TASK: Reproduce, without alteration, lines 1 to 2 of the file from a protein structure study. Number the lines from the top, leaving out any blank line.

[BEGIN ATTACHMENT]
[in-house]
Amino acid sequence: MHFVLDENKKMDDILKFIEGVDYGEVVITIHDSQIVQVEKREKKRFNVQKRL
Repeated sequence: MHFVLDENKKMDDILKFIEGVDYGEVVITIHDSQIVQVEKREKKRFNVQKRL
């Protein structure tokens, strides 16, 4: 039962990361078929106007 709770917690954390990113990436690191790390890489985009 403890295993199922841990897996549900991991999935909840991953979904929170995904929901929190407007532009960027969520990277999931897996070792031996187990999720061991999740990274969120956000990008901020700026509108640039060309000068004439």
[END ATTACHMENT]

[in-house]
Amino acid sequence: MHFVLDENKKMDDILKFIEGVDYGEVVITIHDSQIVQVEKREKKRFNVQKRL